recreational space, or payment of a fee in lieu thereof, for final approval of proposed subdivisions

was lawful under RCW 82.02.020 because it determined the amount of land to be dedicated (or

fee) based on King County's comprehensive assessment of its park needs and on its annual growth

report.

This case is distinguishable from Isla Verde and Citizens’ Alliance.

In those cases, the

ordinances required all property owners to set aside a portion of their land as open space, whether

or not the land in question contained critical areas.

See Isla Verde, 146 Wn.2d at 746-47;

Citizens’ Alliance, 165 Wn.2d at 668.

Here, the County has only prohibited vegetation removal

and development within those areas that have determined to be “high risk” critical areas.

27

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As a result, any dedications of land within the critical areas are de facto “reasonably necessary as a

direct result of the proposed development or plat.” RCW 82.02.020. In fact, as discussed

above, the County put forth the “best available science” as required by RCW 36.70A.172(1) to

show that the CMZ regulation is necessary where applied.

Where “best available science”

provides a scientific basis for restricting development and disturbance within a critical area, the

science ensures that the nexus and proportionality tests are met. See, e.g., HEAL, 96. Wn. App.

533 (“[T]he policies and regulations adopted under GMA must comply with the nexus and rough

proportionality limits the United States Supreme Court has placed on governmental authority to

impose conditions on development applications.” (Footnotes omitted.)). As the Board stated, the

vegetation at issue has a “significant role in erosion control, bank stabilization, bank protection,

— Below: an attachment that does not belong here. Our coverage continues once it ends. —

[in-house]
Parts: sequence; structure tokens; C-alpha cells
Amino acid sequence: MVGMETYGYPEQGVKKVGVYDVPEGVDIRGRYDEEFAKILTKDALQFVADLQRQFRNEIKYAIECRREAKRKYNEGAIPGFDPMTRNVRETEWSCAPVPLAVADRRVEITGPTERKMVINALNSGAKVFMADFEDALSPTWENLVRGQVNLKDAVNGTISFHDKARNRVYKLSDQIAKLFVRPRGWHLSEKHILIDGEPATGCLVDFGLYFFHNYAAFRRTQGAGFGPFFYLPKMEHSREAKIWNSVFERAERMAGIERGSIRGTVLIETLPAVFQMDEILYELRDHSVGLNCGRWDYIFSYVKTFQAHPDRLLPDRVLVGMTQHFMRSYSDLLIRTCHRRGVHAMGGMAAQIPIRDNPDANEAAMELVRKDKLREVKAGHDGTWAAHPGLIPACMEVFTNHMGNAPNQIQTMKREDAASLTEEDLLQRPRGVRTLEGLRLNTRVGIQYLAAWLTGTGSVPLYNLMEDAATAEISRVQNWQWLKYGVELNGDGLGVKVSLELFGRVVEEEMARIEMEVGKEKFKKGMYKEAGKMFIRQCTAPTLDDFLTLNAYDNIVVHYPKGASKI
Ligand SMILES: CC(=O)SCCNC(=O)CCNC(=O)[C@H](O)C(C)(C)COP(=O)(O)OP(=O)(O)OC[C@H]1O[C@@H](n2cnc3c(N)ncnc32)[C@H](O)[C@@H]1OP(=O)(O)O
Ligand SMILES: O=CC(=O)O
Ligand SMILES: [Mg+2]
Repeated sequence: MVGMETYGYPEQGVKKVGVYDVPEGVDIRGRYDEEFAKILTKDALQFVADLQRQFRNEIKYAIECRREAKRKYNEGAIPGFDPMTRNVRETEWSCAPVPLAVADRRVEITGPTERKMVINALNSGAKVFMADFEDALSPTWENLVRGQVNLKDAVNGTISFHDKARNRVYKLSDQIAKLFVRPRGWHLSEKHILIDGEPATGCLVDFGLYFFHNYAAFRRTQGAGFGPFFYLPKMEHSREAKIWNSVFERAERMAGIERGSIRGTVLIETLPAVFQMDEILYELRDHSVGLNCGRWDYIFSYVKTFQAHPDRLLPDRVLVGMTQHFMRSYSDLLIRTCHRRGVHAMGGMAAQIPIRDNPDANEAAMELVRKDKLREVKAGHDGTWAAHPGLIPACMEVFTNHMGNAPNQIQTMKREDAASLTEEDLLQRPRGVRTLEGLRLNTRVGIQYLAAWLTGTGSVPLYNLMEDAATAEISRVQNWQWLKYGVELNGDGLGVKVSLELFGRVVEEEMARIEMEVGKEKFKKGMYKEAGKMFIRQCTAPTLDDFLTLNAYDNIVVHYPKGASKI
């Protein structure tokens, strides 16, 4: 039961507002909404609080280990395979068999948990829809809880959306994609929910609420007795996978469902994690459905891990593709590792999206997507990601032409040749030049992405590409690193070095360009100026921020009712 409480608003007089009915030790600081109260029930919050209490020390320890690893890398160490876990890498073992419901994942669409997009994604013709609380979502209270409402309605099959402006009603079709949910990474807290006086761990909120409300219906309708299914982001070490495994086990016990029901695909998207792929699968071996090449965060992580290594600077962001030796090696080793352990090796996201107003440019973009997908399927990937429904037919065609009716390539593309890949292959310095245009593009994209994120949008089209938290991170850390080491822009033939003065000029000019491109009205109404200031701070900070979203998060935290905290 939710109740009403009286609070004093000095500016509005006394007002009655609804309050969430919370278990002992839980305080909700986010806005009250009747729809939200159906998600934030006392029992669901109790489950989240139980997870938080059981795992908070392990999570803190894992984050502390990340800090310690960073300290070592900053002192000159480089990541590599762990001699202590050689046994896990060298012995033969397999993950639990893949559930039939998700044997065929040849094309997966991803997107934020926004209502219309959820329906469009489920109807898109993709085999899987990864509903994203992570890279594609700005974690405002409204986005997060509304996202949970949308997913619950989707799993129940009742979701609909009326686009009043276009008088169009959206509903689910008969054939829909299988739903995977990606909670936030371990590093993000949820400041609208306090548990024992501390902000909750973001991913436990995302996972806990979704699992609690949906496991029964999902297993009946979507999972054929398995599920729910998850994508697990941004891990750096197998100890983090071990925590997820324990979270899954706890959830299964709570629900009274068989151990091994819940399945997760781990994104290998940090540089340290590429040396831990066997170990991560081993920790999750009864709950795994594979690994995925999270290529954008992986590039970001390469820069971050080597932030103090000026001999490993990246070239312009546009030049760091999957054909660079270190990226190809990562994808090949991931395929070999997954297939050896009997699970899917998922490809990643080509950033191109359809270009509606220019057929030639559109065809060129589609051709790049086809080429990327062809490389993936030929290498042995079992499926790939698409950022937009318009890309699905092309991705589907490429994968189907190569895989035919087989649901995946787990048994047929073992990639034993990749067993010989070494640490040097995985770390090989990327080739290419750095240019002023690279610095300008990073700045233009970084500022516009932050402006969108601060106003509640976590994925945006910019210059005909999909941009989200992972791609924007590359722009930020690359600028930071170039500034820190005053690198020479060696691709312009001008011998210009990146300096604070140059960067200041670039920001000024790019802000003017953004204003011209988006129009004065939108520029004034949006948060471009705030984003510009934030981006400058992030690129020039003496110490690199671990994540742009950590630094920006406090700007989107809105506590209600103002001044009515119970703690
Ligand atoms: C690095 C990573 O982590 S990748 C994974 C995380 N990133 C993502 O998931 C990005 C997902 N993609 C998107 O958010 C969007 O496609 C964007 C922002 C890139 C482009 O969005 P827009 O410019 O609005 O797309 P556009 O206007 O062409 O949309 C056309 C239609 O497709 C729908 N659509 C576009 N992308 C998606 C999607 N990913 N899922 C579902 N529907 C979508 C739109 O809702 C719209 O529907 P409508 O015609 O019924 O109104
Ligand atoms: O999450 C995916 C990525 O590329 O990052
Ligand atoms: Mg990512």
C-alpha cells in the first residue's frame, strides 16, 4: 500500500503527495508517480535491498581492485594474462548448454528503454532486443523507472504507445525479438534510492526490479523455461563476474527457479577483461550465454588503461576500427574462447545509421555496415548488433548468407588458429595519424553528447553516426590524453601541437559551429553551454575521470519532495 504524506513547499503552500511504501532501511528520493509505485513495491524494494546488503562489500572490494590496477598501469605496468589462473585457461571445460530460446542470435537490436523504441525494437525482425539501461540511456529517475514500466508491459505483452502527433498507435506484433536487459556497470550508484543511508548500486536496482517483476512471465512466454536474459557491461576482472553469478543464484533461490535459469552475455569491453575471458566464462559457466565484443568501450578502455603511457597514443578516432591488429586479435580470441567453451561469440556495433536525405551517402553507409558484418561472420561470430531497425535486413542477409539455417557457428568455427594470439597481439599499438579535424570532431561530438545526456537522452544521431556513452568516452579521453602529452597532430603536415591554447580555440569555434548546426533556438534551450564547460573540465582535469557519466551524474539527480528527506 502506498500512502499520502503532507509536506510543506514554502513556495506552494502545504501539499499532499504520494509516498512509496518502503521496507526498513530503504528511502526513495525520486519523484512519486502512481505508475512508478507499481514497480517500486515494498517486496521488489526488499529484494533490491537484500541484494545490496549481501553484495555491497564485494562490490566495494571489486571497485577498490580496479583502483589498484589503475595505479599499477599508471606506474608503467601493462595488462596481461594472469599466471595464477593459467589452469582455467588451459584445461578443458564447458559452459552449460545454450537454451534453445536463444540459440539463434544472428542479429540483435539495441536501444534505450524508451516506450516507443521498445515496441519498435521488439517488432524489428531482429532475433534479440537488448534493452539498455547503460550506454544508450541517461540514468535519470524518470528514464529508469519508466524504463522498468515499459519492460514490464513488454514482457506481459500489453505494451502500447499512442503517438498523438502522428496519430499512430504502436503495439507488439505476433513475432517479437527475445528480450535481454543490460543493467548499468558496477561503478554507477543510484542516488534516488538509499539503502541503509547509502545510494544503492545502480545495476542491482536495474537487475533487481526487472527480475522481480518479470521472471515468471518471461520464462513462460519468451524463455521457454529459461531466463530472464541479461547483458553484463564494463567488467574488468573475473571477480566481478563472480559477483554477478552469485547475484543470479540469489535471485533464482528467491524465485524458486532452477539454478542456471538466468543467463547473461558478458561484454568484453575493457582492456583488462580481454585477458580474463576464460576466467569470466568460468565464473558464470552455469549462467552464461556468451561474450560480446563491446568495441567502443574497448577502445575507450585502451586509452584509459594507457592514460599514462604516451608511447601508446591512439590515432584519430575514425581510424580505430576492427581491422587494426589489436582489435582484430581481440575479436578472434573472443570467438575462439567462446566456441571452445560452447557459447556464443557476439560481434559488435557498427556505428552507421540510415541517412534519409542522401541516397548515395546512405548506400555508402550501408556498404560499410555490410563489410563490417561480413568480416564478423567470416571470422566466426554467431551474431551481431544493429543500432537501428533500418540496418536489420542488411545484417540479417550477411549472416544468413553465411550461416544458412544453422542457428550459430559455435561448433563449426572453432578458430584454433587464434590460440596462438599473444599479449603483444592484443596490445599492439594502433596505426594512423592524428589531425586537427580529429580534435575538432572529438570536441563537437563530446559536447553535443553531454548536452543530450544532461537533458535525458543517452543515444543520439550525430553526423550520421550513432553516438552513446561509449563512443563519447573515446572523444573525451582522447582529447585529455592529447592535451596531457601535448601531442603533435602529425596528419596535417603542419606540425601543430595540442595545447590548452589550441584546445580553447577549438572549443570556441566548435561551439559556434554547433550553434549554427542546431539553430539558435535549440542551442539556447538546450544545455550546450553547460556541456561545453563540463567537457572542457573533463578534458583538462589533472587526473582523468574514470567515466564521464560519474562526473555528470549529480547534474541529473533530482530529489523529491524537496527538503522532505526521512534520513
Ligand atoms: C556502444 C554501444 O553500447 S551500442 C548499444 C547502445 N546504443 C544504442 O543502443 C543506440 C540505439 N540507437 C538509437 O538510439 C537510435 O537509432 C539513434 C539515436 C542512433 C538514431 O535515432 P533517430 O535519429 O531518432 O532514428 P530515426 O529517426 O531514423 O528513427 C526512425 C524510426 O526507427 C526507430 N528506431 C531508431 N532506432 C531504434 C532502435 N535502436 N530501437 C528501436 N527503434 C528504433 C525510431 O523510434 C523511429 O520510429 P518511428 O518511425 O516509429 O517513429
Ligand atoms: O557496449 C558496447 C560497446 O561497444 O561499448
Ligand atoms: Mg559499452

and bank accretion.” 1 AR at 825.

No property owner is required to provide the public with a

benefit not immediately related to ensuring the continued function of that vegetation.

The

Foundation’s challenge to the CMZ regulation based on RCW 82.02.020 fails.

IV. Nonconforming Use Regulation

Finally, the Foundation challenges the legality of the County’s nonconforming use

regulation, JCC 18.22.080, which the County adopted as part of the 2008 critical areas ordinance.

The Foundation asserts that JCC 18.22.080 fails to comply with the legislature’s 2010 retroactive

amendment to RCW 36.70A.480, a GMA provision that relates to shorelines. See Laws of 2010,

ch. 107, § 1(4), § 2.

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RCW 34.05.554(1)(d) 23 permits a party to raise a new issue on appeal if “The interests of

justice would be served by resolution of an issue arising from

(i) A change in controlling law

occurring after the agency action.”

The remedy is to remand to the agency for determination.

RCW 34.05.554(2).

Here, justice does not require consideration of the Foundation’s argument based on the

amendment to RCW 36.70A.480.

The administrative record has not been developed as to this

issue. A published decision from this court already exists clarifying the impact of the amendment